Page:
*Note to everyone: Don't be dazzled by sexy, good-looking guys. Put on some xray glasses and examine their character, first! The man I have now is both handsome and decent, a killer combination. There is more manhood in his little finger than there is in the entire makeup of my daughter's sire.

Robin said...

Lori, I have already stated that I understand not all fathers behaved badly. But, in my day, what happened with me was the rule, not the exception. Even though I was the victim of a vicious rape, for the sake of my child, I gave the SW's the name of the father.

People used to accuse women of becoming pregnant in order to "trap" the guy into marriage. That very seldom happened. You fell for the line of adoption-speak. You didn't run over anyone and men, especially from the EMS, need to man up and admit their deeds.

I really have to point out that it is a man's world, and no matter what our experiences, they still get away with a lot that the woman has to bear.

Anonymous said...

Canadian Anonymous back again.

Robin - That's OK, I understand.

Many adoptees make the assumption that all fathers were bad but they weren't. It was the system and the lies they were told that drove the good ones away.

Here is the second part of my story re: my son's father.

Flash forward 10 years
to the 1980's.

A letter comes through the post.

I instantly recognise the hand-writing.

It is from my son's father.

He had managed to track me down despite the fact that I had moved to Europe and was married with a new surname.

I open his letter with great trepidation.

He says he is extremely sorry for what he had done and he is begging me for forgiveness. He is finding out just how corrupt the adoption system is and realises that he should have believed me over the authorities, not the other way around. He asks if he can see me so that he can apologise in person.

I was stunned. This was completely out of the blue.

I write back saying that I can't see him but that I forgive him.
I realise he was a victim too.

He writes in return.
He tells me about the new reunion register that the Ontario government has set up. He wants to help me to find our son. He wants to apologise to him too. He promises that he will never let us down again and that he will do whatever it takes to find him. We are realising that we have a chance of being reunited with our son.

My son's father has kept his promise. We found our son together. He helped to get the records opened in Ontario. He even took our son camping last year.

Now he is helping with getting his name on the OBC. He has offerned to do another paternity statement, offered DNA, his contact details, etc. to the Ontario government who have refused our request so far.

The Ontario Ombudsman has accepted my case and he will be taking it back to the government. He has a good track record of getting things done.

Robin said...

Again, Anon, I am happy for you that you had a good resolution with the father. But, please realize that these Dads were in the minority and that, even the ones that wanted to help, died not have to suffer the shaming and isolation and pain that we did. Fathers do not have the same kind of connection to their children that mothers do. It can grow to be just as strong with a good father, but it is already in place with the mother, just by virtue of gestation.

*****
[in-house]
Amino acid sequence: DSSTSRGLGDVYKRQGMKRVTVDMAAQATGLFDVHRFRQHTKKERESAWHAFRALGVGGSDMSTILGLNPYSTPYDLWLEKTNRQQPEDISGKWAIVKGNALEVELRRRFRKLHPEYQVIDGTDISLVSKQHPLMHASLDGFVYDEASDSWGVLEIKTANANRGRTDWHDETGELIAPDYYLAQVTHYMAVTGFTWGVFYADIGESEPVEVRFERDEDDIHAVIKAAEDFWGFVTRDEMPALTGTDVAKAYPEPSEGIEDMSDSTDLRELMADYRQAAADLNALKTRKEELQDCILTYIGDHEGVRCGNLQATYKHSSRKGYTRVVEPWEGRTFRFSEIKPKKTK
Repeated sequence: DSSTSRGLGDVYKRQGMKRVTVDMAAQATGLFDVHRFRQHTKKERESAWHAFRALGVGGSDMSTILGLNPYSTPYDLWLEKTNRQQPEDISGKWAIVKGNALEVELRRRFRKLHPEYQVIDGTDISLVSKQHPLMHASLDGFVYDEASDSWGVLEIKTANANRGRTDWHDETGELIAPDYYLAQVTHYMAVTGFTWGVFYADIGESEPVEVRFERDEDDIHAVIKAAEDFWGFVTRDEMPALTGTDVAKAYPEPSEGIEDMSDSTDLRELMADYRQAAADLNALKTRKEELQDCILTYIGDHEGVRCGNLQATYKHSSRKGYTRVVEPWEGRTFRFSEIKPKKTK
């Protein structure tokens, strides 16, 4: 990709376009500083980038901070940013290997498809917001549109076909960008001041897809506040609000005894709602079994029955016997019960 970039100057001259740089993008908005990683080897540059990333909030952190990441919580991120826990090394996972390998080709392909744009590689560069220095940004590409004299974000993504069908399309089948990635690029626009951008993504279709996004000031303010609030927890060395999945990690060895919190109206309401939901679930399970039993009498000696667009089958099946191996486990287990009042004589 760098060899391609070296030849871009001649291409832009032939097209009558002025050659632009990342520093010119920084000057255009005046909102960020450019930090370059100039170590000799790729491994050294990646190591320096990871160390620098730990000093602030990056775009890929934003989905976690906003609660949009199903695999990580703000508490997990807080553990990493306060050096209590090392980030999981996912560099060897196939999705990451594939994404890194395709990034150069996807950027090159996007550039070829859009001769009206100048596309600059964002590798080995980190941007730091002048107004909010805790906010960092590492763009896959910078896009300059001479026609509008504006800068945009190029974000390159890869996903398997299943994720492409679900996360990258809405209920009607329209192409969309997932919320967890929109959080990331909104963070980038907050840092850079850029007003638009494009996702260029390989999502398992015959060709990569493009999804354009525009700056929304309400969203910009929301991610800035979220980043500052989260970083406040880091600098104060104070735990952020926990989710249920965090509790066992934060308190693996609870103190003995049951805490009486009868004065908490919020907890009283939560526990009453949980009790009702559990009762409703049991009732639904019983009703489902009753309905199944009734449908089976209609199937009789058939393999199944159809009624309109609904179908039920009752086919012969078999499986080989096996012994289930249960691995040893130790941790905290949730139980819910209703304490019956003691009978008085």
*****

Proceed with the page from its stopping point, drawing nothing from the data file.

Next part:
It was (and unfortunately still is) a man's world. The Dads that had a burdened conscience or the ones that were shut out by the mothers are still a small percentage, especially from that era.

Read Sandy's comment at the top. It's the truth.

Robin said...

Kelsey Stewart, Author has left a new comment on your post "And What About Those Daddies?":

"Hey, you can make that asshole pay! ... And if he dumped you, hey, pride doesn't pay the bills but a monthly check helps."

You can make the asshole pay, but that still does not take away from the fact, that child will not ever know a normal family life. IT seems easy, to make him pay and put blame on him the reason why the child does not have a father figure. But often, and I speak from experience here, this kind of senario just produces kids with emotional problems.

It's not always about paying the bills, it's about raising a child with love and respect.

Publish this comment.

Kelsey, I apologize. I meant to hit "publish" and hit "reject." The object here is not to downplay the role of a father in a child's life or the quality of parenting. I was without a father for most of my childhood and, quite frankly, was better off without him. The point I was trying to make is that if financial problems are the sticking point, it is much easier now, than it was in our era, to get child support payments. You kind of took this a little bit out of context.

Chris said...

Kelsey Stewart is a major supporter of Birth Mom's Mission. Need I say more?

Anonymous said...

Robin - I wasn't arguing about the truth of most men running away or the actions of those that let them slide. Both are reprehensible.

I was simply making a point that not all of them did. That is true too. I am sorry that things were so terrible for you.

My son's father did everything himself. I know he tried his best. He didn't have any help from anyone at all. He made the paternity statement on his own in a city where he didn't know anyone.

He rented a house and I was about to move into it from the unwed mother's home. My parents had outright rejected both me and my son. I was totally alone too.

My son's father proposed to me and he even bought a farm that we could go live on.